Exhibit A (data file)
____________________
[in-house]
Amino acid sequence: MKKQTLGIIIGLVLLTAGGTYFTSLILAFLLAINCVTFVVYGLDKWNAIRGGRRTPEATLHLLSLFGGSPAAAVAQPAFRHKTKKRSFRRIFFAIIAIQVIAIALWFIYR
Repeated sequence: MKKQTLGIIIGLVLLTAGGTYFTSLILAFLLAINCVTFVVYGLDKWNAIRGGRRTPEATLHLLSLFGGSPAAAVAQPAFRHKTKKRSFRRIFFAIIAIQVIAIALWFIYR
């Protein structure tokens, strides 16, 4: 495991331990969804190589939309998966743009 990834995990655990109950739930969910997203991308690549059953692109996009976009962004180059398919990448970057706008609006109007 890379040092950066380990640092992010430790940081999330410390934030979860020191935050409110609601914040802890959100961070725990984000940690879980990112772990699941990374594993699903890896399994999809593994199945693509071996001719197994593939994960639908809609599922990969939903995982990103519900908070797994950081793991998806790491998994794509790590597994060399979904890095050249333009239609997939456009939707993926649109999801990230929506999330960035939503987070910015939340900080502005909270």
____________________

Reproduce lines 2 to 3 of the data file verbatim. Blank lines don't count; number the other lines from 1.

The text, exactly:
Amino acid sequence: MKKQTLGIIIGLVLLTAGGTYFTSLILAFLLAINCVTFVVYGLDKWNAIRGGRRTPEATLHLLSLFGGSPAAAVAQPAFRHKTKKRSFRRIFFAIIAIQVIAIALWFIYR
Repeated sequence: MKKQTLGIIIGLVLLTAGGTYFTSLILAFLLAINCVTFVVYGLDKWNAIRGGRRTPEATLHLLSLFGGSPAAAVAQPAFRHKTKKRSFRRIFFAIIAIQVIAIALWFIYR